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How to Train an Ear for Good Audio

In order to be an audio engineer, the most important equipment that you can have isn't anything that we can sell you here at Performance Audio. What is more important than anything is having trained ears that can not only hear the difference between good audio and bad audio, but can distinctly hear what is wrong with the mix. Few people can do this naturally. To really develop a good ear, it takes training. Here are some tips for how to train an ear for good audio... 

Listen to well-mixed music 
First of all, you need to know what masterful audio production sounds like, so that you know what to strive for. Seek out great albums, from a production standpoint, and listen to them regularly. Listen to these albums and take notes about what you are hearing, so that you can recognize it in your own studio work. Some good albums to start with are Pet Sounds by the Beach Boys, My LIfe in the Bush of Ghosts by Brian Eno and David Byrne, and Rumours by Fleetwood Mac. 

Use good listening equipment 
While we said that a good ear was more important than any equipment that you can buy, it is still necessary to have good listening equipment to train your ear. If the headphones you are listening with can't pick up the subtle nuances of the mix, then you are missing out on part of the educational experience of listening to good sound mixes. 

Listen for critical components of sound 
Here are some of the critical aspects of good sound design to listen for when you are trying to train your ear: 

Balance: The balance of a mix is how all of the instruments sound when played together. Is one particular instrument dominating the mix? Is there a good reason for that? If no, then the mix is out of balance. 

Frequency: The frequency range of a mix determines if there is important musical action going on in every frequency range. Ideally, each range is being used effectively, but certain tracks may not need lower or higher frequencies, especially if only one instrument is being played.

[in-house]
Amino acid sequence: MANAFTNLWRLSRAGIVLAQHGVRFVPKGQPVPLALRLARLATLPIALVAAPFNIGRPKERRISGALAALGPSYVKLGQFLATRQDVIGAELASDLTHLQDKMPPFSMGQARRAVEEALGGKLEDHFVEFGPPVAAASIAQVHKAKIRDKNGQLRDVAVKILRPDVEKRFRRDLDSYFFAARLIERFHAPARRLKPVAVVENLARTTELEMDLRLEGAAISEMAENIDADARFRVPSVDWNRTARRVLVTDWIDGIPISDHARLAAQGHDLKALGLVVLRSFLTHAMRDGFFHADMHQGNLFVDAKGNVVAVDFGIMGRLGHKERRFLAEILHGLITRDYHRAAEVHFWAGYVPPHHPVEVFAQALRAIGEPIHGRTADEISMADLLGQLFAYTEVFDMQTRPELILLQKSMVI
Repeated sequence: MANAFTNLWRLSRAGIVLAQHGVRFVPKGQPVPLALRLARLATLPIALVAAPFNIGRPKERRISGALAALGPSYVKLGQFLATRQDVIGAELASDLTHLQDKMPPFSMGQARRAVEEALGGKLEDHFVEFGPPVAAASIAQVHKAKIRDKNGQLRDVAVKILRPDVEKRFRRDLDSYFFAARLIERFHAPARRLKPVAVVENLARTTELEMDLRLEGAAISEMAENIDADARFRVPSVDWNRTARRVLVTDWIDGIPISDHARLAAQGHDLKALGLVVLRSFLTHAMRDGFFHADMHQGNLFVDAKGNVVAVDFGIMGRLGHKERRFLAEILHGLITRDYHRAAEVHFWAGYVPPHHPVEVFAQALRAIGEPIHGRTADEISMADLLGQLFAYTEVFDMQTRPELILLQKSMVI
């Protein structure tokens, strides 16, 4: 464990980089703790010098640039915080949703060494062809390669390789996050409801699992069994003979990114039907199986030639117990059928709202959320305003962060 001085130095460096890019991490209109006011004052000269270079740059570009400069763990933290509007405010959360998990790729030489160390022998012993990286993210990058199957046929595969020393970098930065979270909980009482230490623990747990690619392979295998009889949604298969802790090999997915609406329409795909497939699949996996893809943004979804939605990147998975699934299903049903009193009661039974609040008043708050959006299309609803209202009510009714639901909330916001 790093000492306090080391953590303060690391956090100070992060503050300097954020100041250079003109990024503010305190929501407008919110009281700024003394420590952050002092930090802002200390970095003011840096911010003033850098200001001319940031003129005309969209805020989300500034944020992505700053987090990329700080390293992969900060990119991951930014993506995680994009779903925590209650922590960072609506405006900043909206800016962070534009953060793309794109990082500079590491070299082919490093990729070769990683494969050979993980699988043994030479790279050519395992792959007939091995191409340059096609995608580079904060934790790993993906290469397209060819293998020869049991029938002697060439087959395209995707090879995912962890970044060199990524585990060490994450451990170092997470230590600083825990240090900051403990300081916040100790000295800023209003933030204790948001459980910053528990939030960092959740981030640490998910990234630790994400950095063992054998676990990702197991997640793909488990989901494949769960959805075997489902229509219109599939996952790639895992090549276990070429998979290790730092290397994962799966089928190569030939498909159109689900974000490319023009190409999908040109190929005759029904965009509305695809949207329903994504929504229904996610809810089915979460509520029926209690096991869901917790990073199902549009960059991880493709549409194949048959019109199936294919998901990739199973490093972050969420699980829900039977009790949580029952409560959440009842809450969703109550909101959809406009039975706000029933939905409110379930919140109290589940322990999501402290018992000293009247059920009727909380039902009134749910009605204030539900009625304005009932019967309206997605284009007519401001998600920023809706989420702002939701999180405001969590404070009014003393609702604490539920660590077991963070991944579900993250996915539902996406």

Dynamics: The dynamic range of a mix needs to vary, to keep the listener at attention. Aspects of the mix need to change, whether it be volume level, frequency, or timing, among other things. If a song has the same timing and decibel level for the whole song, then the listener can get bored, quickly. 

Dimension: The dimension of a mix makes it feel like there is more going on around the mix. Mixes with good dimension will feel like each instrument has its own space in the recording, and adds some texture to the listening experience. 

Panorama: Panorama is a stereo term that determines where an instrument sits in the stereo mix (left or right). Listen to any of The Beatles' remastered albums to get a sense of extreme panorama done well. 

Emotion: This is one of the hardest to train, but should come naturally to many. At the end of the day, every mix needs to take into account the emotion of the music itself. If every track were mixed the same on every album, then music would be a very boring art form. Get a feel for what a song needs, and allow idiosyncracies to elevate the track.



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